eBay threatens to block Australians from using offshore sellers
Plan to collect local sales tax from all sellers has tat bazaar, Amazon and others fuming
Tat bazaar eBay has threatened to stop Australian buyers doing business with offshore sellers if the nation goes ahead with a plan to charge local sales taxes on imported goods.
Australia levies a goods and services tax (GST) at a rate of ten per cent, collected at the point of sale. But the tax is not applied to imports valued at under AU$1,000, leading local retailers to complain they can be undercut by offshore online sellers.
An 2011 inquiry found that charging GST on imported items valued at less than $1,000 would cost more money than it would raise, but that hasn't stopped Australia's current government from plowing ahead with a plan to collect GST on imports anyway and to start doing so as of July 1st 2017.
An inquiry into the plan will be held later this week and submissions on the proposal have been published ahead of hearings.
eBay's submission (PDF) is a doozy because it says “Regrettably, the Government’s legislation may force eBay to prevent Australians from buying from foreign sellers.” The tat bazaar argues that it is unfair that it do all the heavy lifting so that third-party sellers using its platform collect GST. Rather than do that work, eBay thinks it best to just cut Australians off from the world.
Amazon.com's submission (PDF) is a little more constructive, suggesting that local logistics providers collect GST instead of offshore retailers. This plan is advanced because logistics companies already collect GST on higher-valued imports, so have done the work required to collect GST.
Amazon and eBay both argue that the idea of asking them to become GST collectors is stupid because not all online shops would comply and Australia's government can't compel those without local presences to lift a finger in the cause of GST collection. Australian shoppers would quickly figure out which offshore retailers collect GST and shop with those who don't, negating claims of increased revenue flowing from the scheme.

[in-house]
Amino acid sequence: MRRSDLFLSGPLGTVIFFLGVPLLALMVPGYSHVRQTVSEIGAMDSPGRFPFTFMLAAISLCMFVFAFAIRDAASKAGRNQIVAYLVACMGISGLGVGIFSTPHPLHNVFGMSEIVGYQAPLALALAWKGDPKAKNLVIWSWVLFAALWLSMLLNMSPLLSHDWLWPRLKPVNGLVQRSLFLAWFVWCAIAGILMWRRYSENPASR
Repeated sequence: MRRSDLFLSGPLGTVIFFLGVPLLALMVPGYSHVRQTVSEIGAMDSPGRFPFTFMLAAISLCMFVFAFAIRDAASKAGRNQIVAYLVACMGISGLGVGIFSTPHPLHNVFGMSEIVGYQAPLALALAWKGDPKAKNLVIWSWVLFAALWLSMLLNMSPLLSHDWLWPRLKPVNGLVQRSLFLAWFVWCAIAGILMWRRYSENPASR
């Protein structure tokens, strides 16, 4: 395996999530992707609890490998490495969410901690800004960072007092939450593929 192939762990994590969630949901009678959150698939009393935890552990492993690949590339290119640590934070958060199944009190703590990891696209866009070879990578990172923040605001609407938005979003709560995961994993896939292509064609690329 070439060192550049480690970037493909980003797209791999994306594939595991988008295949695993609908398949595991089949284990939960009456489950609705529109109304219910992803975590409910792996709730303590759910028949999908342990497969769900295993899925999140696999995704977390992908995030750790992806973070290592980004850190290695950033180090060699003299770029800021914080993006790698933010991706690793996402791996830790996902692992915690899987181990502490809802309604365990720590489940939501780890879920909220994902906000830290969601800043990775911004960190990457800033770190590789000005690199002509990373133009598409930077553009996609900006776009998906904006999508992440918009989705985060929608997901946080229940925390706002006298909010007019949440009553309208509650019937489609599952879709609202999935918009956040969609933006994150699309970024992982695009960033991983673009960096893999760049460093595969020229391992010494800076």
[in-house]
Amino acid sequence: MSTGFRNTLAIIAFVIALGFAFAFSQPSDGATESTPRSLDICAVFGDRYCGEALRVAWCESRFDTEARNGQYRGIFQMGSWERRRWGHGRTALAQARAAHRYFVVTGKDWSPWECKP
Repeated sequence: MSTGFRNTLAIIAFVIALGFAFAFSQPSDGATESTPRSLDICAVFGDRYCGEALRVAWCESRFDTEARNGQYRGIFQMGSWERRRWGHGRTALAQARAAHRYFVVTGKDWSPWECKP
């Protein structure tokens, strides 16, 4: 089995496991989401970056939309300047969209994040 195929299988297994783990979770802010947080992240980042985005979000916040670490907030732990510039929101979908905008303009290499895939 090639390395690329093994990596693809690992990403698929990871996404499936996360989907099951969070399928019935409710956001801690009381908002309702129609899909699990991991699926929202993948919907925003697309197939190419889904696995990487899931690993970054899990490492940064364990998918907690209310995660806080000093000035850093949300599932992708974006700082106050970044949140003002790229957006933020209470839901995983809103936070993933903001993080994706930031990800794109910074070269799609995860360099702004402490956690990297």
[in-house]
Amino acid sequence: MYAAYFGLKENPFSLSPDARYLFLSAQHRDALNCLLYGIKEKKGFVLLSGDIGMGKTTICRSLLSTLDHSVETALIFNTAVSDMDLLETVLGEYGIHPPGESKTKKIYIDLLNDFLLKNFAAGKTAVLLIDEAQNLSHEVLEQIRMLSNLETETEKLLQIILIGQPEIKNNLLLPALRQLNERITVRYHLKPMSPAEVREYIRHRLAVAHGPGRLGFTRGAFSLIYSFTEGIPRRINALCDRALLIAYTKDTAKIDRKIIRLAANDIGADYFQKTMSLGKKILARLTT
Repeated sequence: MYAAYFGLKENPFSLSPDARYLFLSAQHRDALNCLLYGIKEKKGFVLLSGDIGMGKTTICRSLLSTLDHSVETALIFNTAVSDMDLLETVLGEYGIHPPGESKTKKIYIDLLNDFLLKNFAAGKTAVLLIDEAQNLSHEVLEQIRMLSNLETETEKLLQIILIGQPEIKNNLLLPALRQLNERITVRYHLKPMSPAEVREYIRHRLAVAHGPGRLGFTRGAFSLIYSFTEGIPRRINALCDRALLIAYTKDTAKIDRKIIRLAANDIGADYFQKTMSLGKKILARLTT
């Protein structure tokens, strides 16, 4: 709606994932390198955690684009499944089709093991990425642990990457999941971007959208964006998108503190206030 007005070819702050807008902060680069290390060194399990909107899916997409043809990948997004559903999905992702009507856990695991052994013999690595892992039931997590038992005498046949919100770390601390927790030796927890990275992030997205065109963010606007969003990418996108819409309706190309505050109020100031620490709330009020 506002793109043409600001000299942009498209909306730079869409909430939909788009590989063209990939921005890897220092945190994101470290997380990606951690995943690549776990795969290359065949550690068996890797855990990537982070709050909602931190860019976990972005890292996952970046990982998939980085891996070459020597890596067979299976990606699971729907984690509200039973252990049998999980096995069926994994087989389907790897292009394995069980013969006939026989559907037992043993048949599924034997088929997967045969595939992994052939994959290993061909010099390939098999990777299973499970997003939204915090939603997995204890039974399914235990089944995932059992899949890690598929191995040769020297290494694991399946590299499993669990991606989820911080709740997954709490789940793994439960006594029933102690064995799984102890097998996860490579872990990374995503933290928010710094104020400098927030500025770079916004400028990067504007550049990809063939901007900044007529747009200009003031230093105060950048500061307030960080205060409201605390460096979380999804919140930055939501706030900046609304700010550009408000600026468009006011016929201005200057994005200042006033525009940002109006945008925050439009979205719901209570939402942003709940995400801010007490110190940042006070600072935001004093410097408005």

UK-based sports goods outfit Wiggle uses the same argument, complaining it would be at a disadvantage compared to those who aren't investing in Australia. It also says (PDF) that the July 1 deadline is nowhere near enough time to change their systems to collect GST.
At this point readers around the world might be wondering why Australia would bother with such an obviously flawed plan. There's two reasons why the nation is bothering. First, Australia's running big budget deficits and the government is keen to be seen to be doing something, not least because local retailers are banging the "we pay tax and so do all the people we employ" drum.
Secondly, the plan also covers digital imports which currently evade GST. Netflix, for example, serves content from Australian soil but claims it is an offshore vendor immune to GST. Fixing that up will see a few bucks flow into Australian coffers, the better to build roads, hospitals, schools and line the pockets of storage vendors by subsidising telcos' metadata retention rigs.
Adobe's already signalled it will collect GST on cloud services sold locally, but provided from only-AWS-knows-where. ®